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SPES products - technology & methods of manufacturing
- products with visible signs of using modern methods and tools in their production; e.g. visible outside and inside seams in clothing made with the use of a machine.
- products with visible signs of using both modern and traditional methods and tools in their production; e.g. main, inside seams in clothing are made with the use of a machine while outside stitches and details are sewn by hand.
- goods with visible signs of using only traditional methods and tools in their production; e.g. all seams in clothing are sewn by hand.
*NOTE. We always use high quality materials and fabrics while making our products - the above standards of their production are not related to the materials used.
A medieval felt hat Heidelberg is a perfect combination of unique design with protection against wind and cold. This type of medieval headwear will work fine during any house duties and outdoors activities.
Our medieval hat is fully handmade. In this model of the felted hat we have used sheep fleece. A natural material makes this medieval headwear eco-friendly and ecological. Wool ensures high level of hygroscopy - a felt hat can absorb a lot of moisture without the feeling of it being wet. Fleece also ensures a natural thermoregulation.
Our historical hat covers a whole head, not including ears. A “Heidelberg” felt hat is finished at the top centre with a small antenna
Basing on historical sources we know that this model of a felt hat was worn by men. It is a perfect, universal choice during any works outdoors.
We have prepared a whole range of colors, so you could easily get a medieval hat meeting your needs. You can find the colors of available felt here. Please write down a proper code in the comment section.
NOTE – as felt hats are handmade, from many types of fleece, colors on pictures can be slightly different than the real ones.
Historical sources on medieval felt hat “Heidelberg”
An example of this medieval headwear can be found in Buch der Beispiele by Antonius von Pforr. It is a translation of an Indian collection of fairy tales Pańćatantra. Buch der Beispiele comes from the 2nd half of 15th century and it is kept in the university in Heidelberg, Germany. We used this city to name our hat.
- wool fleece is a natural, ecological material
- historically correct - medieval hat is based on a source
- wide range of colors to choose from
- protection against sunlight, cold and wind
Felting and fulling - how to make a felt hat?
Fulling is a process of joining natural animal (wool of sheep, animal hair) or plant fibers. This method can give dozens of adornments, accessories, or parts of clothing, characteristic for both former and modern fashion.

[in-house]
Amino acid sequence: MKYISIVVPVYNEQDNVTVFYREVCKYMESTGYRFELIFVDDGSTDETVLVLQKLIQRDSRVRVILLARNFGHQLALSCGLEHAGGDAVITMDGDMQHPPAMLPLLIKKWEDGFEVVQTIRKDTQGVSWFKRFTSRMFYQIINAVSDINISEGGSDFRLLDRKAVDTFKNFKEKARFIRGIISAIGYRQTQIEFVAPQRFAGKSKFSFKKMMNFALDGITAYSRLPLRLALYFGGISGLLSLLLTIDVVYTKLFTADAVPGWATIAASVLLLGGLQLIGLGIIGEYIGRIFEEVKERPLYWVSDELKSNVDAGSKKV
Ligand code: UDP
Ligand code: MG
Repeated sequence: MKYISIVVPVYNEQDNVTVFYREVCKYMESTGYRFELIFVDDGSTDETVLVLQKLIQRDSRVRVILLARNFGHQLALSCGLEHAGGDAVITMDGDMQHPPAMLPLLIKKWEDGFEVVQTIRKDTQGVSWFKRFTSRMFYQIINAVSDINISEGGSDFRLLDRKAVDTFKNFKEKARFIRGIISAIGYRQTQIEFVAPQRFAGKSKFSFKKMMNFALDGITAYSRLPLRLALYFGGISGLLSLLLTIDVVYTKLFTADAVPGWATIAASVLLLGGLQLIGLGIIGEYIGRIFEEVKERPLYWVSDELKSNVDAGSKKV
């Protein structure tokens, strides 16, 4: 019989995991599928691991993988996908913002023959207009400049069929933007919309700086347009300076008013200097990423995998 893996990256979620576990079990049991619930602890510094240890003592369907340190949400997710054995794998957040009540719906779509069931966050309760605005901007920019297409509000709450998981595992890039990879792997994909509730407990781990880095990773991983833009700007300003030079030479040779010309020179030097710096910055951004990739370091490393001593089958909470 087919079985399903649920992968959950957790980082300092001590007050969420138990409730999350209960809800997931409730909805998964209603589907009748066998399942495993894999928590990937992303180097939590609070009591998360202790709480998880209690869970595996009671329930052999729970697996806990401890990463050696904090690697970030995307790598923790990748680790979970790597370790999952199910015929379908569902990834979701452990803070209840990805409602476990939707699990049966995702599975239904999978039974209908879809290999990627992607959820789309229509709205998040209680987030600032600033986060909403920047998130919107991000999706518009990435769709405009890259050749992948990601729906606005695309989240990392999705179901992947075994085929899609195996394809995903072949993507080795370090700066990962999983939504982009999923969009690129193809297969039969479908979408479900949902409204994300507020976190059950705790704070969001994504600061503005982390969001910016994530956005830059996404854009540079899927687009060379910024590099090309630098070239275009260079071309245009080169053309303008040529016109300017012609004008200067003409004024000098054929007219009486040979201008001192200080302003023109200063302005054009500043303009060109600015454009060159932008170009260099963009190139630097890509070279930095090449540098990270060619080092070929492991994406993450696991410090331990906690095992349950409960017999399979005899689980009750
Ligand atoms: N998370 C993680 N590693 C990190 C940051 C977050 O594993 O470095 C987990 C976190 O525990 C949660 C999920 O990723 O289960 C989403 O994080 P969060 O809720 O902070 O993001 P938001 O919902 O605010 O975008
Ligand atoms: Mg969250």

While making the felt, joined fibers are strengthened by hot water or chemicals, by pressing or rubbing. One can do it manually or with the use of a machine. The process is called fulling or felting.
Among others, there are two methods of felting used in making felt hats:
- full wet method – with the use of water and joining material, like soap
- dry method – with dedicated needle or tracer (cutting wheel), layers of fibers are joined and pressed
In past, a person making felt products was called a fuller.
What is felt used in medieval hats?
Woolen felt is one of the oldest human made textile materials. First marks of felt are dated on 6500 BC and come from area of modern Turkey, where Neolithic wall painting were found. A collection of felt products found in Altai are dated 7th-6th century BC.
Felt was used for centuries in making headwear like caps, hats or berets, but also in making footwear. It is an all-purpose material, used not only in clothing. It is used in insulating and soundproofing materials, and as a veneer for keys in keyboards and pianos.
There are legends on the creation of felt fibre. One of them says that it reaches the time of Noah’s Ark where sheep lost their wool on wet floor. It was trampled and later found by surprised Noah in a form of a carpet!
Another story says about Mondolian horse riders who put sheep fur under their saddles. It was rubbed during a journey and later found in a hardened form.
The most interesting story is connected with the patron of fullers – St. Clement. A pope during his pilgrimage in the 1st century scraped his legs. To relieve his feet, he put wool pieces into his sandals. Rubbing and sweat formed it into felt.